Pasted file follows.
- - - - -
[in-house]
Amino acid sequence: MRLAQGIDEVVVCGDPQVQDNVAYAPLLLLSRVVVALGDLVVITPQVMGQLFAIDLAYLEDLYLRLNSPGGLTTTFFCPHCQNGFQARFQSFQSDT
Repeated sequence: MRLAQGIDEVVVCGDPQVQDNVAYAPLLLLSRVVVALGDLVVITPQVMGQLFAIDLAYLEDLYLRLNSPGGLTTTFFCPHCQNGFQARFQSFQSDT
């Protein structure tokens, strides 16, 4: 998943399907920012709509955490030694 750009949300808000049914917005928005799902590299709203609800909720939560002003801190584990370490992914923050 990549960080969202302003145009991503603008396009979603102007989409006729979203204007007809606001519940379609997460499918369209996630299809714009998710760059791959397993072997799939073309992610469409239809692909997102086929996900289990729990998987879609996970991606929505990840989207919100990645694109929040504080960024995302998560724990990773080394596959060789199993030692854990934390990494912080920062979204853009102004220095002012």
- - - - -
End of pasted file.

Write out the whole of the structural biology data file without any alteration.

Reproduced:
[in-house]
Amino acid sequence: MRLAQGIDEVVVCGDPQVQDNVAYAPLLLLSRVVVALGDLVVITPQVMGQLFAIDLAYLEDLYLRLNSPGGLTTTFFCPHCQNGFQARFQSFQSDT
Repeated sequence: MRLAQGIDEVVVCGDPQVQDNVAYAPLLLLSRVVVALGDLVVITPQVMGQLFAIDLAYLEDLYLRLNSPGGLTTTFFCPHCQNGFQARFQSFQSDT
């Protein structure tokens, strides 16, 4: 998943399907920012709509955490030694 750009949300808000049914917005928005799902590299709203609800909720939560002003801190584990370490992914923050 990549960080969202302003145009991503603008396009979603102007989409006729979203204007007809606001519940379609997460499918369209996630299809714009998710760059791959397993072997799939073309992610469409239809692909997102086929996900289990729990998987879609996970991606929505990840989207919100990645694109929040504080960024995302998560724990990773080394596959060789199993030692854990934390990494912080920062979204853009102004220095002012």